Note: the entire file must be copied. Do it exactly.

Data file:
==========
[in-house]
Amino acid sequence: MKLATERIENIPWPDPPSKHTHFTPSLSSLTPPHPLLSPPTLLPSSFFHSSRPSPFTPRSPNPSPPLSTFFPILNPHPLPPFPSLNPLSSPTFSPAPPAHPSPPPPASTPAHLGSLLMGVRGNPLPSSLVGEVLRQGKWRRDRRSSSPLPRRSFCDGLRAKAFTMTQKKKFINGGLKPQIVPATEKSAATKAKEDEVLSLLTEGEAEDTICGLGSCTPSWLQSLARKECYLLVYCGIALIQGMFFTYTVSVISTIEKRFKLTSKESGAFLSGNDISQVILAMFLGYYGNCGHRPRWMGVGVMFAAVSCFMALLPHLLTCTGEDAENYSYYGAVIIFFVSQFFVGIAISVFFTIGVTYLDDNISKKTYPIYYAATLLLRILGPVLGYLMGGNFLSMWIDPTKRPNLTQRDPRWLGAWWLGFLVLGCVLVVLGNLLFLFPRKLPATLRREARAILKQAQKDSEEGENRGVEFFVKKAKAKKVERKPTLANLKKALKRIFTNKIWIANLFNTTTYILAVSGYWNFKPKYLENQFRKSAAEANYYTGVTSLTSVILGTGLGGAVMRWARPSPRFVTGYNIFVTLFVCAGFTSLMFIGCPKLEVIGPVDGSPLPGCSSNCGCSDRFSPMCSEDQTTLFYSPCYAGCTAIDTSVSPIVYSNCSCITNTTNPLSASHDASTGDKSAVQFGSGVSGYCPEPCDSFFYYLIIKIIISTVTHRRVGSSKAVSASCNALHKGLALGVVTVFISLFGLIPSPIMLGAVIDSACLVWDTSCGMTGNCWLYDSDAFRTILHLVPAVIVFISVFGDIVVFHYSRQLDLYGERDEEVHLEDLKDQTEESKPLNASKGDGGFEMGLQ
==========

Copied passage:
[in-house]
Amino acid sequence: MKLATERIENIPWPDPPSKHTHFTPSLSSLTPPHPLLSPPTLLPSSFFHSSRPSPFTPRSPNPSPPLSTFFPILNPHPLPPFPSLNPLSSPTFSPAPPAHPSPPPPASTPAHLGSLLMGVRGNPLPSSLVGEVLRQGKWRRDRRSSSPLPRRSFCDGLRAKAFTMTQKKKFINGGLKPQIVPATEKSAATKAKEDEVLSLLTEGEAEDTICGLGSCTPSWLQSLARKECYLLVYCGIALIQGMFFTYTVSVISTIEKRFKLTSKESGAFLSGNDISQVILAMFLGYYGNCGHRPRWMGVGVMFAAVSCFMALLPHLLTCTGEDAENYSYYGAVIIFFVSQFFVGIAISVFFTIGVTYLDDNISKKTYPIYYAATLLLRILGPVLGYLMGGNFLSMWIDPTKRPNLTQRDPRWLGAWWLGFLVLGCVLVVLGNLLFLFPRKLPATLRREARAILKQAQKDSEEGENRGVEFFVKKAKAKKVERKPTLANLKKALKRIFTNKIWIANLFNTTTYILAVSGYWNFKPKYLENQFRKSAAEANYYTGVTSLTSVILGTGLGGAVMRWARPSPRFVTGYNIFVTLFVCAGFTSLMFIGCPKLEVIGPVDGSPLPGCSSNCGCSDRFSPMCSEDQTTLFYSPCYAGCTAIDTSVSPIVYSNCSCITNTTNPLSASHDASTGDKSAVQFGSGVSGYCPEPCDSFFYYLIIKIIISTVTHRRVGSSKAVSASCNALHKGLALGVVTVFISLFGLIPSPIMLGAVIDSACLVWDTSCGMTGNCWLYDSDAFRTILHLVPAVIVFISVFGDIVVFHYSRQLDLYGERDEEVHLEDLKDQTEESKPLNASKGDGGFEMGLQ